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Economic Occupancy: Measure the Effectiveness of Your Real Estate Investments

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Economic occupancy is a crucial metric for measuring how effectively you manage and invest in real estate. Whether you’re a large investment firm or a retail investor, understanding economic occupancy – and calculating it accurately – is essential for maximizing returns and making informed decisions about your properties.

How to calculate economic occupancy

To accurately assess a property’s economic occupancy, follow these simple steps:

  1. Determine gross potential rent (GPR) : Start by calculating the total income the property could generate if all units were leased at fair market rates. Multiply the number of units by the market rent for each unit.

    For example, in a property with ten units renting at $700 each per month:

    Gross potential rent (GPR) = 10 units x $700/month = $7,000 per month

  2. Calculate actual rent collected: Next, tally the actual rental income collected for the given period. Consider both occupied and vacant units, and account for any rent rate variations.

    For instance, if seven units are occupied by five tenants paying $700 each and two tenants paying $500 each:

    Total rent collected = ($700 x 5) + ($500 x 2) = $4,500 per month

  3. Compute economic occupancy: With the GPR and total rent collected determined, divide the actual rent collected by the GPR and multiply by 100 to get the result as a percentage.

    Economic occupancy = (total rent collected / gross potential rent) x 100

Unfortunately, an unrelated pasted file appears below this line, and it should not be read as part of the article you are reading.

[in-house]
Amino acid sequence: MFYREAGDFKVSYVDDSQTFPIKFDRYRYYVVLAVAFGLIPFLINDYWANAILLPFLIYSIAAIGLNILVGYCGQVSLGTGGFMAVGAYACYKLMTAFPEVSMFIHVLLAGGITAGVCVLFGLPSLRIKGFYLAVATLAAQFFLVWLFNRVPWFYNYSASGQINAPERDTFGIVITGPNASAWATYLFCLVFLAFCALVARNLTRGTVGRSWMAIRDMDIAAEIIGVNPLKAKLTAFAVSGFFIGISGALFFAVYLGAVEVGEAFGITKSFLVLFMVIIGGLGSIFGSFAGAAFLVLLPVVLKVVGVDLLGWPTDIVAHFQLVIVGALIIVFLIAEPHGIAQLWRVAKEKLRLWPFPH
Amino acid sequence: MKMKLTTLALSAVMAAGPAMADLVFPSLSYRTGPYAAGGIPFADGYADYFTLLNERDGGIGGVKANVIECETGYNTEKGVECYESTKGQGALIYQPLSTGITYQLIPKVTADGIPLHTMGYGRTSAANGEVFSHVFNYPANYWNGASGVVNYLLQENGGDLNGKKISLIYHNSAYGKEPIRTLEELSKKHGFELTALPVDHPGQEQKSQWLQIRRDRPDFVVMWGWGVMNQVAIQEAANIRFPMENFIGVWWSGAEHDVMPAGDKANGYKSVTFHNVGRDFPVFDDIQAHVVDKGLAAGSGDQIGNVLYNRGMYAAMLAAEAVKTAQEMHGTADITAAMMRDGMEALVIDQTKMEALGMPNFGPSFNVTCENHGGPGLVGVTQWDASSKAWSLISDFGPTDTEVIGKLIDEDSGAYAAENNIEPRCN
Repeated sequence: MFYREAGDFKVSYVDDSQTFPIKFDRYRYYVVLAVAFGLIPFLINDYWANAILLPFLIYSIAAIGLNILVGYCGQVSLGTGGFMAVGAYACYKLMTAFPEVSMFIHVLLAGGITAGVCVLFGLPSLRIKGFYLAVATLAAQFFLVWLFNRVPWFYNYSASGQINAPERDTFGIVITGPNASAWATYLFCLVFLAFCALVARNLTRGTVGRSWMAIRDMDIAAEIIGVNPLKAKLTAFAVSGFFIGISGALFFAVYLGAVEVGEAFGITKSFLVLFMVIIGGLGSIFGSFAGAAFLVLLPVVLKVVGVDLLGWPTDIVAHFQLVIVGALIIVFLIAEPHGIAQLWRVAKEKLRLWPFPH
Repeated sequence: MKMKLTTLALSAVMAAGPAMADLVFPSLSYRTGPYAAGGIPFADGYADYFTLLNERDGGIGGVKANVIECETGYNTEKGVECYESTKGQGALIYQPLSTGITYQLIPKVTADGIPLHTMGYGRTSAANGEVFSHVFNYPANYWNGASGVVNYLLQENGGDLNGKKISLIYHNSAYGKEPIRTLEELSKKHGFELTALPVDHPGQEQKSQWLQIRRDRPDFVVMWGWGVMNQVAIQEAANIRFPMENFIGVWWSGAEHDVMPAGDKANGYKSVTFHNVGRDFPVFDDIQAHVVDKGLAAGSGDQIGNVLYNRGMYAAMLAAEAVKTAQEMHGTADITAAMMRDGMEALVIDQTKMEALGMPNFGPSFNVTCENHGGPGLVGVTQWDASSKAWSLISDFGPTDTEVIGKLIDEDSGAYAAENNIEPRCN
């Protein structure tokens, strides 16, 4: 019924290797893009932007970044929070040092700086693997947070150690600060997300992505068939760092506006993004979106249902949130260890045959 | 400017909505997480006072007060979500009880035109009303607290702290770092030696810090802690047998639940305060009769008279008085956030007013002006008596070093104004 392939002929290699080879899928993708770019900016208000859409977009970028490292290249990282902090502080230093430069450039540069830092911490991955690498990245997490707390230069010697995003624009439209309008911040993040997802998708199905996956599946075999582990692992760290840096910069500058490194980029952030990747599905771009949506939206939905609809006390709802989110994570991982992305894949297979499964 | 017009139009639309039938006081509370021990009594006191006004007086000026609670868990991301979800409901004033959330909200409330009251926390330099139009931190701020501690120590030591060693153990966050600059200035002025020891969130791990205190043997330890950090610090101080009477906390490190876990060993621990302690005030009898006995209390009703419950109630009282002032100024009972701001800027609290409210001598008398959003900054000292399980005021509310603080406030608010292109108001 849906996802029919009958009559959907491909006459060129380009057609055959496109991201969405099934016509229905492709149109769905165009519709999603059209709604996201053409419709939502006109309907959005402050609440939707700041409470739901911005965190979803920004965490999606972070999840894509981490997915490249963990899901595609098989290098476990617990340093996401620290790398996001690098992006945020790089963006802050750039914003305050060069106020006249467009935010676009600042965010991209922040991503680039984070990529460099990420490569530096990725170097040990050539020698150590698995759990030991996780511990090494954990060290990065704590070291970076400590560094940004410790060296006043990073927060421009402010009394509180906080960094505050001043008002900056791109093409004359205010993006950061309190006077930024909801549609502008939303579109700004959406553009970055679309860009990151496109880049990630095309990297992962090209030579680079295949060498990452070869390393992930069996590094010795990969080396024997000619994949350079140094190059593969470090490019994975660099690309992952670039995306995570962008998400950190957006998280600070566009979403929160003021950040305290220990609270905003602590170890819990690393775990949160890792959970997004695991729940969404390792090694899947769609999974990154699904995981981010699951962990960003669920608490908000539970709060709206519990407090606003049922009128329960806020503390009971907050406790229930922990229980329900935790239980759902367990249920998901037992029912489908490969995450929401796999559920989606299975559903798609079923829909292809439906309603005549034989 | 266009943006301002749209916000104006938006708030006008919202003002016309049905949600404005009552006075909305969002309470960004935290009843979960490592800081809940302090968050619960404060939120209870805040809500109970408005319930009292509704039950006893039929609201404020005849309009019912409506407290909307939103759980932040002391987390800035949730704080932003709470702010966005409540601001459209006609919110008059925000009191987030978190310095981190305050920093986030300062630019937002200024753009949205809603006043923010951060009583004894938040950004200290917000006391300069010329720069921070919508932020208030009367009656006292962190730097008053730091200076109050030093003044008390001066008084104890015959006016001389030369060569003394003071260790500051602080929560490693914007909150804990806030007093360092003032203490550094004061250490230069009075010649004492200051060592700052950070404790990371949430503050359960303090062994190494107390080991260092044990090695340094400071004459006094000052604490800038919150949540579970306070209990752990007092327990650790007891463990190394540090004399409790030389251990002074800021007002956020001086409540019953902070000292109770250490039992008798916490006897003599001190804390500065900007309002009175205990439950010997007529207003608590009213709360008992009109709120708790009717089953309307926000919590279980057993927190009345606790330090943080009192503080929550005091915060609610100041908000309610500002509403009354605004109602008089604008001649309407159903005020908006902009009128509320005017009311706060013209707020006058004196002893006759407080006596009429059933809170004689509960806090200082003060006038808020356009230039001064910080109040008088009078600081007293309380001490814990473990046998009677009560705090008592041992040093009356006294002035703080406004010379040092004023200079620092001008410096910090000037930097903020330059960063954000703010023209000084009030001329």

Using the figures from our example:

    Economic occupancy = ($4,500 / $7,000) x 100 ≈ 64%

    In this scenario, the economic occupancy for the given period is approximately 64%. The property is realizing 64% of its full income potential based on market rents, considering the mix of tenants and rental rates. Evaluating economic occupancy regularly lets property owners and managers gauge the property’s financial performance accurately and implement strategies to optimize revenue streams.

    Property management software can automatically calculate economic occupancy and use it to create reports and compare alongside other metrics for full visibility of portfolio performance.

What if my economic occupancy is over 90%?

When your property’s economic occupancy exceeds 90%, it signals robust financial performance and positive attributes:

Efficient management

An economic occupancy above 90% indicates the property is well-run. Vacancies are minimized, and resources are effectively allocated to maintain tenant satisfaction, occupant comfort, and property upkeep.

Market-driven rent

Achieving economic occupancy over 90% suggests your rental rates are competitive and in line with market value. Tenants are willing to pay the asking rent, reflecting the property’s perceived market value.

Tenant satisfaction

High economic occupancy typically correlates with satisfied tenants. When tenants are content with their conditions and provided services, they’re more likely to renew leases, reducing turnover and vacancy rates.

Solid financial performance

Economic occupancy exceeding 90% indicates strong, income-earning performance for the property. With most units leased at market rates, revenue streams are optimized, which helps cover expenses and potentially yield surplus income.

What if my economic occupancy is under 90%?

When economic occupancy is under 90% consistently for more than a few months, there might be some underlying issues which need to be addressed.

Why might my economic occupancy be under 90%?

From market fluctuations to operational inefficiencies, understanding the reasons behind suboptimal economic occupancy is essential for devising effective strategies to address them.